Sports Economics: Worshipping at the Altars of Adi, Phil and Kevin
Essential Question: How do entrepreneurship, competition, and specialization benefit consumers of athletic footwear and apparel? In order to gain a better understanding of the important role entrepreneurs play in a market economy, students participate in an activity that highlights the history of the athletic apparel industry in the United States and beyond. At the completion of the lesson, students will be able to explain how Adi Dassler, Phil Knight, and Kevin Plank used their entrepreneurial skills and abilities to satisfy the wants of billions of people.
Many students in a typical American high school are probably wearing footwear and/or athletic apparel produced by Adidas, Nike, or Under Armour. By examining these companies, students will gain a greater understanding of the three entrepreneurs who are credited with building these companies into globally recognized brands that have billions of dollars in sales. Students will also gain a greater understanding of how competition drives these companies to continuously produce improved products at affordable prices. Students will take on the roles of entrepreneurs, professional athletes, and ordinary consumers to demonstrate how entrepreneurs make lives better for consumers of their products.
Will Be Able To
- Describe how entrepreneurs bring together the factors of production to produce goods and services.
- Explain how specialization and voluntary exchange between buyers and sellers increase the satisfaction of both parties.
- Activity 1: Entrepreneurs (cut apart)
- Actiity 1A: Company Logos (cut apart)
- Activity 2: Consumers (cut apart)
- Activity 3: The Followers (cut apart)
- Activity 4: Entrepreneurship Quiz (one per student)
- Visual 1: Adi, Phil and Kevin
- Visual 2: Innovation
- Visual 3: Tale of the Tape
- Visual 4: Endorsed
- Visual 5: Where Are They Now?
1. Explain to students that they will examine entrepreneurs/founders of three popular businesses in an attempt to figure out why each of these businesses has been successful in the marketplace. Do not tell the students the true identities of the three entrepreneurs or their businesses until after procedure step #7.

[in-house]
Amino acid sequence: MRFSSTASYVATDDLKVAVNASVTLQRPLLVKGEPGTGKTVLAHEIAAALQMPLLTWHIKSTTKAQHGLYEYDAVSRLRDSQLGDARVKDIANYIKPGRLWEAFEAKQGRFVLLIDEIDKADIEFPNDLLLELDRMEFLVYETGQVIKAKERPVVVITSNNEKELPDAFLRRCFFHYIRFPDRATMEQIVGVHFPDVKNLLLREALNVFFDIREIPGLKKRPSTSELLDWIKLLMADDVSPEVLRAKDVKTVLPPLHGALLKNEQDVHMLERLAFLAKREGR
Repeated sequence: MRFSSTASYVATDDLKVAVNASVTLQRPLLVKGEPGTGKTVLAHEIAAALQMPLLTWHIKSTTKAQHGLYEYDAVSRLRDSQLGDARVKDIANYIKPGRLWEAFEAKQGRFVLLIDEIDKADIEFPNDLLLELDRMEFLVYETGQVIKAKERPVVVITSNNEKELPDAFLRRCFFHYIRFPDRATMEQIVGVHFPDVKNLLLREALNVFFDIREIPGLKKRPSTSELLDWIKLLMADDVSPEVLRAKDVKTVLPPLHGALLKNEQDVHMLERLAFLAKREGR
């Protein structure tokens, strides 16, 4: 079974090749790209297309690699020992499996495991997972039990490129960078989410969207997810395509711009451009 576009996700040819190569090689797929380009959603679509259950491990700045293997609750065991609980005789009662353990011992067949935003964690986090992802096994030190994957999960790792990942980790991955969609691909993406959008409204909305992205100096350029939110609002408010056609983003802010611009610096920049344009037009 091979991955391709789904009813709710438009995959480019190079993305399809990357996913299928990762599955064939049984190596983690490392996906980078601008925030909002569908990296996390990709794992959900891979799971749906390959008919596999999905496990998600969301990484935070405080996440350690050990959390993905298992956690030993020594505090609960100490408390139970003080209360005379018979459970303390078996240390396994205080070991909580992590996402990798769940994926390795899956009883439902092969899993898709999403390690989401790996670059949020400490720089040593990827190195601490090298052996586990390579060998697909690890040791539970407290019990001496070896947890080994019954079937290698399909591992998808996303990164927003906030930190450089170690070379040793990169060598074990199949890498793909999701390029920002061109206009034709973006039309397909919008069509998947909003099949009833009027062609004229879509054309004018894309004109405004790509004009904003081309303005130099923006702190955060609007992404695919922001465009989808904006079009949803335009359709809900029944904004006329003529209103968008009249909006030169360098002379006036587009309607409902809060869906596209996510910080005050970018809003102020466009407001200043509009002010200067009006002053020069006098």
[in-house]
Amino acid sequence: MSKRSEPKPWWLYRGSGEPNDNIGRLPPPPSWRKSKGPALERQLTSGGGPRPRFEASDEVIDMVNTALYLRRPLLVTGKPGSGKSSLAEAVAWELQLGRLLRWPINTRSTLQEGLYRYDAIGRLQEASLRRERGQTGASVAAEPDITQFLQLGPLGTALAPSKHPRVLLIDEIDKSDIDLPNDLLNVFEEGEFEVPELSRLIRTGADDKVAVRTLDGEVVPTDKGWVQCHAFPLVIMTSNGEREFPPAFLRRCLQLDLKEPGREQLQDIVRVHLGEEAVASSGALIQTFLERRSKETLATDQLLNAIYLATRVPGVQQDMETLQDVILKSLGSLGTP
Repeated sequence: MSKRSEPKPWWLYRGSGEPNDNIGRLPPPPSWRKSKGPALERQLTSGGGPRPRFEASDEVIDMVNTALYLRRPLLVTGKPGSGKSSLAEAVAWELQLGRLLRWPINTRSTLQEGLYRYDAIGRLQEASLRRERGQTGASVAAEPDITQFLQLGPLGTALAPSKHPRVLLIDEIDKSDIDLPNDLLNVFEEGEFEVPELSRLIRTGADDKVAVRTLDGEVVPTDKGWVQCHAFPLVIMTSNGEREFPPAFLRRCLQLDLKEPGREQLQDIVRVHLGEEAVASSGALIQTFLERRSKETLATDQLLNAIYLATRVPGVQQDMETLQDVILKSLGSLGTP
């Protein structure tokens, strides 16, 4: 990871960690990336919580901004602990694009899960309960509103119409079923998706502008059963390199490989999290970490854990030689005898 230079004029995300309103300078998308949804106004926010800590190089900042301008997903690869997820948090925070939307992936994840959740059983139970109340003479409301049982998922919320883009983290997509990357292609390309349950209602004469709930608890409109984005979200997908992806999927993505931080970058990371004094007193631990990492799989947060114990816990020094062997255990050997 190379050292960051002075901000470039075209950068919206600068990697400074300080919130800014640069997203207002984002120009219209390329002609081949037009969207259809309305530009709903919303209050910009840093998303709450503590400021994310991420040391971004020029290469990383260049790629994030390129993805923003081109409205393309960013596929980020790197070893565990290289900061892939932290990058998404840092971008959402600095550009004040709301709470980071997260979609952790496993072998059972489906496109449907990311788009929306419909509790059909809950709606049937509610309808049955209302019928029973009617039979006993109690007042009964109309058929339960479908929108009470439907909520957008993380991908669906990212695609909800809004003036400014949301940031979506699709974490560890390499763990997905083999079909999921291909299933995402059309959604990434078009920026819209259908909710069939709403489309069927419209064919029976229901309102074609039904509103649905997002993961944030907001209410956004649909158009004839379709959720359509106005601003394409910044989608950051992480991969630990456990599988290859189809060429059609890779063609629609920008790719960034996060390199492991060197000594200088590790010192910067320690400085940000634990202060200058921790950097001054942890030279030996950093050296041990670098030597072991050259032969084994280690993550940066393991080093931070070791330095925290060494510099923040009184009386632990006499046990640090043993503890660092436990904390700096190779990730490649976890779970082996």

2. Select three students to play the roles of three famous entrepreneurs. Give each student one role card from Activity 1: Entrepreneurs. Instruct these students that they are to use initials only while they are playing these roles.
3. Select three different students to play the role of consumers in need of specific consumer goods. Give each student one role card from Activity 2: Consumers. Instruct these students to take turns reading their cards aloud to the rest of the class.
4. After each student has read his or her Activity 2: Consumers card, instruct the three famous entrepreneurs to speak up when they think they can offer a good or goods that will help satisfy the wants and needs of these consumers. (Each entrepreneur must adhere to the dates on his or her card.)
5. Once all Activity 2: Consumer cards have been read and all matches have been made, ask the consumers to stand next to the entrepreneur that helped satisfy their demands.
6. Ask the non-card holder students in the class if they can name the companies the three entrepreneurs represent. (Answers may vary.)
7. Give each entrepreneur the logo from the company he or she represents – Activity 1A: Company Logos and ask them to show the rest of the class. Company #1 matches Entrepreneur #1, Company #2 matches Entrepreneur #2, and Company #3 matches Entrepreneur #3. Once all three companies have been identified, the students can take their seats.